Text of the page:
Work at the ZeHS is focused on developing resource and energy efficient technologies for the base material industry. The goal is to analyze and evaluate requirements concerning process and materials in the chemical, ceramics, glass, and construction material industries. One of the unique features of working at the Technische Universität Bergakademie Freiberg is the operation within an overarching research environment – from theory via laboratory experiments and pilot facilities through to large-scale tests.
Over the period of 2012 to 2015, Freiberg University participated in an appropriation competition for university-based research buildings with an application for a “Center for efficient high-temperature substance conversion” (ZeHS). After successfully defending the plan to the Council of Science and Humanities and being confirmed at the joint science conference of the States and Federation, the University has 41.5M € available for construction and the acquisition of select large equipment.
With the establishment of the ZeHS, Freiberg University pursues its University Development Plan 2020, which entails to further connect research and teaching along the whole value chain. This aims for an unbroken conjunction – from theory via laboratory experiments and pilot facilities through to large-scale tests, designed for industrial application. The research building allows for the structural focusing of specialized skillsets at Freiberg University. High-temperature substance conversion entails all processes that take place at temperatures of 500°C or above. The focus of the ZeHS is the development of innovative, resource and energy efficient technologies for the base material industry, consistently considering process and material criteria of the chemical, metallurgy, ceramics, glass, and construction material industries, and extrapolating those results for different sectors. Of particular importance for this is the more flexible use of renewable resources, the creation of closed material and energy loops, and the alignment of industrial processes with the fluctuating surplus of energy – mainly wind and solar energy – in context with energy storage. The ZeHS is supposed to support the currently established, resource- and energy-intensive material industry in Germany; in the long run, new branches will be facilitated.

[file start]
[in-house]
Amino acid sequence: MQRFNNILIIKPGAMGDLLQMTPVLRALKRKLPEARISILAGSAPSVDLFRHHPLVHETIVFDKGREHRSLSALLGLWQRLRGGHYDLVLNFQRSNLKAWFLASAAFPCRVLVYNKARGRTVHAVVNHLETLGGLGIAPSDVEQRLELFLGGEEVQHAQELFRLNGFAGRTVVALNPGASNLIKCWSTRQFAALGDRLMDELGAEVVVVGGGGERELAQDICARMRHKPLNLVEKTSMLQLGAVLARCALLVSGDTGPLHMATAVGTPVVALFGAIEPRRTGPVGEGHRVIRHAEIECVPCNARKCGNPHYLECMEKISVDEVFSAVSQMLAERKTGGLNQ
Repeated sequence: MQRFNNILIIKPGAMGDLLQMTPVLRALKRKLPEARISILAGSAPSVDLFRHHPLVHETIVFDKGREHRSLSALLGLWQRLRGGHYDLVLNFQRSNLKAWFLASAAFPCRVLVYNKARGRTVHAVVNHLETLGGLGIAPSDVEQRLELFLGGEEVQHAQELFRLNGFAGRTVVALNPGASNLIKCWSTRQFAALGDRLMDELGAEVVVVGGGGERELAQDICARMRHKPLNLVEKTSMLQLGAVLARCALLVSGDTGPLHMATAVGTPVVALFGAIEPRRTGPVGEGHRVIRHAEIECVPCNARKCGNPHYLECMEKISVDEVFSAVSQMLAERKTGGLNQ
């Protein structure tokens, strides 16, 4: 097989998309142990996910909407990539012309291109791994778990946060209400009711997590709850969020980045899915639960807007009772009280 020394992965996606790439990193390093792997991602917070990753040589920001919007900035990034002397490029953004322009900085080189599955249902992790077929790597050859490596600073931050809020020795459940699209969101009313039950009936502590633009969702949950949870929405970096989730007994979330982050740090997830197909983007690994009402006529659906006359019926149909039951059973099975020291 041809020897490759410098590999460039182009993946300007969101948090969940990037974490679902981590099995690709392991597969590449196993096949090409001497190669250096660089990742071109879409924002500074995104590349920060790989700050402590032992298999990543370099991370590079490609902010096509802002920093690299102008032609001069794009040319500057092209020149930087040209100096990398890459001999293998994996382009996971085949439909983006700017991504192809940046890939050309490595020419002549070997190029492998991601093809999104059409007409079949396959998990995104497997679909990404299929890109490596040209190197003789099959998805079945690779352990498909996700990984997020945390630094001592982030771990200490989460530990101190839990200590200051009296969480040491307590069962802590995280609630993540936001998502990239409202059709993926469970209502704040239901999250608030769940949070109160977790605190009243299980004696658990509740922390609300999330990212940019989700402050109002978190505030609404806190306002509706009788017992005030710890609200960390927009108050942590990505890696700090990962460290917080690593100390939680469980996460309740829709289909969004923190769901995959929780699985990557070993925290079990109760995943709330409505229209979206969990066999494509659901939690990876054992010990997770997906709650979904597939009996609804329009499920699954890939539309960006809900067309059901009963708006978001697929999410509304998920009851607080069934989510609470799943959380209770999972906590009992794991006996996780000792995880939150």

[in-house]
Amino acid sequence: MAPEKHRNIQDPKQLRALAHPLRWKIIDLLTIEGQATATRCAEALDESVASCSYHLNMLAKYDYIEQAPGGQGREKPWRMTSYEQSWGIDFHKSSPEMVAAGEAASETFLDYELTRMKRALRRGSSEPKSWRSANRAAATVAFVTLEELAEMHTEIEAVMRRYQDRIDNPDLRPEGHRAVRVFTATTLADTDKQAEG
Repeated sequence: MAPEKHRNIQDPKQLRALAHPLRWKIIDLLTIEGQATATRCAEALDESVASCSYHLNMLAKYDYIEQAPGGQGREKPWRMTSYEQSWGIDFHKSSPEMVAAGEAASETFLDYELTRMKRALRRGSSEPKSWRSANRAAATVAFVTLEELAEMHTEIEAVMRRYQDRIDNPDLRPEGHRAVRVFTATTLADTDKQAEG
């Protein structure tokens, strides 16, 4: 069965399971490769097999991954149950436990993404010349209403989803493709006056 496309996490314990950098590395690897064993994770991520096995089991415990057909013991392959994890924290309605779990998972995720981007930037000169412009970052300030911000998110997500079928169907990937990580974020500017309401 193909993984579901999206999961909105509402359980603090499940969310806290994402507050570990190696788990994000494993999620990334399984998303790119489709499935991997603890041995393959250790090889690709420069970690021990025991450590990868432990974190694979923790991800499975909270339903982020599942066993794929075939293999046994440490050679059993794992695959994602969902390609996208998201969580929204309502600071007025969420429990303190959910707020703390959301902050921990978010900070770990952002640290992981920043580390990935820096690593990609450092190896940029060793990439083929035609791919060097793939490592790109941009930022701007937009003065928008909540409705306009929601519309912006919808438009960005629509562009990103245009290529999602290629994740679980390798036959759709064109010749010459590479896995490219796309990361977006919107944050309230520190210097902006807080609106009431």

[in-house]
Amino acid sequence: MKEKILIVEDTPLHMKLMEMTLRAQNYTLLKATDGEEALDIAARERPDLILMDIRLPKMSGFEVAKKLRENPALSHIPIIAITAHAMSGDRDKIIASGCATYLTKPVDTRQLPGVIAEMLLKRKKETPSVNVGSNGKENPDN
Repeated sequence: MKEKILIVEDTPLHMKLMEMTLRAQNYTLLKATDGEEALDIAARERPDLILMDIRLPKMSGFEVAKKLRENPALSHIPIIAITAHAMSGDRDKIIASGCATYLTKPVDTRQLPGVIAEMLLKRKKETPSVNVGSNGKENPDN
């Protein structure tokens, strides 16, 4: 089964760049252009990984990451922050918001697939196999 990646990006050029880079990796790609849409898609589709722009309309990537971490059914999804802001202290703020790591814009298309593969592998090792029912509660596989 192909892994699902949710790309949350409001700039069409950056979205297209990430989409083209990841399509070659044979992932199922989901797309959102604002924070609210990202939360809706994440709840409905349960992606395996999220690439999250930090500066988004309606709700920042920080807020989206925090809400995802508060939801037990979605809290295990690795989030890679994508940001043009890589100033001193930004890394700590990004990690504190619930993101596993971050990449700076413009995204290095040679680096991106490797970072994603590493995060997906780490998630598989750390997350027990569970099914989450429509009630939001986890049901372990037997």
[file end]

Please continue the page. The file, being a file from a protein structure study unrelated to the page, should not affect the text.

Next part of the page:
The top research priorities of the ZeHS are represented by the two complementary centers of competence: “High-temperature processes – From mechanisms to applications” and “High-temperature materials – From materials to components”. These CoCs are to work on the ZeHS’ scientific principles as a whole. Together with three coordination offices they embody the functional structure of the ZeHS. The coordination offices, “Materials and properties”, “Material, component, and process simulation” and “Technology management and systems evaluation”, manage both the methodical responsibilities and the equipment infrastructure of the research building, especially for the planned central laboratories for physical and chemical analytics.
A principle of the ZeHS is the collective utilization of the infrastructure and instruments by all involved parties. The research building provides the required laboratory and research infrastructure through its segmentation in central laboratories and pilot plants.
The central laboratory for chemical analytics provides the respective procedures required for the ZeHS’ research goals. This includes, beyond analytics, chemical synthesis processes.
The central laboratory for physical analytics provides the respective procedures required for the ZeHS’ research goals. This includes, beyond analytics, physical synthesis processes.
Furthermore, the construction of two halls is planned, which will be used as a shared infrastructure with the process and material pilot plants.
The process pilot plant is divided into a synthesis and a furnace pilot plant, and a corrosion and a nitration laboratory with differing equipment and test stations.
The material pilot plant is intended to feature the heart of a powder metallurgic production line for high temperature materials, respectively for refractory composite materials.